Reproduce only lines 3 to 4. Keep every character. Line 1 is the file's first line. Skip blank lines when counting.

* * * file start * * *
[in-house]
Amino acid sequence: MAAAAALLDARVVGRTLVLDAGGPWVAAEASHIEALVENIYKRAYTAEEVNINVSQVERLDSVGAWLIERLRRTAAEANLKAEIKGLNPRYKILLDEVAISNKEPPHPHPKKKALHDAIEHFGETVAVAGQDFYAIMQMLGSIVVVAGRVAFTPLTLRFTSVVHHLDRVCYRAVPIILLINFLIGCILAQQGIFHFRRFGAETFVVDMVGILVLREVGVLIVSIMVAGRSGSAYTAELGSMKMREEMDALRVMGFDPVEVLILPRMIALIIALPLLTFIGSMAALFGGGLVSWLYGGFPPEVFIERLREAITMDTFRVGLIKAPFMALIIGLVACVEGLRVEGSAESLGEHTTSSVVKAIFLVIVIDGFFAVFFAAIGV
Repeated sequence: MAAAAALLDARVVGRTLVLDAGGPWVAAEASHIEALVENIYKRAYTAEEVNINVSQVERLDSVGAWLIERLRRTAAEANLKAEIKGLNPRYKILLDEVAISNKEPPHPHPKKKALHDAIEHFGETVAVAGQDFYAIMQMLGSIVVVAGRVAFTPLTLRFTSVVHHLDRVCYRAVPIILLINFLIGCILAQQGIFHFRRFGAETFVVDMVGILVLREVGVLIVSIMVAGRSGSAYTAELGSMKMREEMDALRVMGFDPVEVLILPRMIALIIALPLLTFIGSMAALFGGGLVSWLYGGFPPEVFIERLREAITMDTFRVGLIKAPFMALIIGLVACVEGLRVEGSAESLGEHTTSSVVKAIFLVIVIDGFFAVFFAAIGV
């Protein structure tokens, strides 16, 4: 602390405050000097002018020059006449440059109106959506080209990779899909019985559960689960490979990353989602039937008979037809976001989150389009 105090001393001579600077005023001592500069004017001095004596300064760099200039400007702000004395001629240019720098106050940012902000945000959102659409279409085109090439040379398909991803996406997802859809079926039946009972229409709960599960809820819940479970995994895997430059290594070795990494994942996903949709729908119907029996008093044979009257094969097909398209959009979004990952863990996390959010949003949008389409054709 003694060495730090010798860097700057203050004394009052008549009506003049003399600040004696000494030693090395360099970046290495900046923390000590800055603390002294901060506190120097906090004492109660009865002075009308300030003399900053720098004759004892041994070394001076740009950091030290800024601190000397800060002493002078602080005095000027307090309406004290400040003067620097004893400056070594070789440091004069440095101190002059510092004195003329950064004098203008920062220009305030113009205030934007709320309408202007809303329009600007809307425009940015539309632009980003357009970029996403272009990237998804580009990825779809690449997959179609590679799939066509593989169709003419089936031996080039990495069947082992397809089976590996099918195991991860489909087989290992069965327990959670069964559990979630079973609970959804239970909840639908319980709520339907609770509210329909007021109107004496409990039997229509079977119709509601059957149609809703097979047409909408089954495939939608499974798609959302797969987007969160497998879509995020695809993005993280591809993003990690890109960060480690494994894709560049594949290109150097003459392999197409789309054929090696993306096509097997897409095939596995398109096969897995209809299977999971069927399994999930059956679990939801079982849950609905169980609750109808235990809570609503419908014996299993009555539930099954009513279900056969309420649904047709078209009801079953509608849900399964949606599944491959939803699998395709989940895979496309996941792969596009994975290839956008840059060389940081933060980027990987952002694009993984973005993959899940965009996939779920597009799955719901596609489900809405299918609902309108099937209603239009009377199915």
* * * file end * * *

Repeated sequence: MAAAAALLDARVVGRTLVLDAGGPWVAAEASHIEALVENIYKRAYTAEEVNINVSQVERLDSVGAWLIERLRRTAAEANLKAEIKGLNPRYKILLDEVAISNKEPPHPHPKKKALHDAIEHFGETVAVAGQDFYAIMQMLGSIVVVAGRVAFTPLTLRFTSVVHHLDRVCYRAVPIILLINFLIGCILAQQGIFHFRRFGAETFVVDMVGILVLREVGVLIVSIMVAGRSGSAYTAELGSMKMREEMDALRVMGFDPVEVLILPRMIALIIALPLLTFIGSMAALFGGGLVSWLYGGFPPEVFIERLREAITMDTFRVGLIKAPFMALIIGLVACVEGLRVEGSAESLGEHTTSSVVKAIFLVIVIDGFFAVFFAAIGV
């Protein structure tokens, strides 16, 4: 602390405050000097002018020059006449440059109106959506080209990779899909019985559960689960490979990353989602039937008979037809976001989150389009 105090001393001579600077005023001592500069004017001095004596300064760099200039400007702000004395001629240019720098106050940012902000945000959102659409279409085109090439040379398909991803996406997802859809079926039946009972229409709960599960809820819940479970995994895997430059290594070795990494994942996903949709729908119907029996008093044979009257094969097909398209959009979004990952863990996390959010949003949008389409054709 003694060495730090010798860097700057203050004394009052008549009506003049003399600040004696000494030693090395360099970046290495900046923390000590800055603390002294901060506190120097906090004492109660009865002075009308300030003399900053720098004759004892041994070394001076740009950091030290800024601190000397800060002493002078602080005095000027307090309406004290400040003067620097004893400056070594070789440091004069440095101190002059510092004195003329950064004098203008920062220009305030113009205030934007709320309408202007809303329009600007809307425009940015539309632009980003357009970029996403272009990237998804580009990825779809690449997959179609590679799939066509593989169709003419089936031996080039990495069947082992397809089976590996099918195991991860489909087989290992069965327990959670069964559990979630079973609970959804239970909840639908319980709520339907609770509210329909007021109107004496409990039997229509079977119709509601059957149609809703097979047409909408089954495939939608499974798609959302797969987007969160497998879509995020695809993005993280591809993003990690890109960060480690494994894709560049594949290109150097003459392999197409789309054929090696993306096509097997897409095939596995398109096969897995209809299977999971069927399994999930059956679990939801079982849950609905169980609750109808235990809570609503419908014996299993009555539930099954009513279900056969309420649904047709078209009801079953509608849900399964949606599944491959939803699998395709989940895979496309996941792969596009994975290839956008840059060389940081933060980027990987952002694009993984973005993959899940965009996939779920597009799955719901596609489900809405299918609902309108099937209603239009009377199915």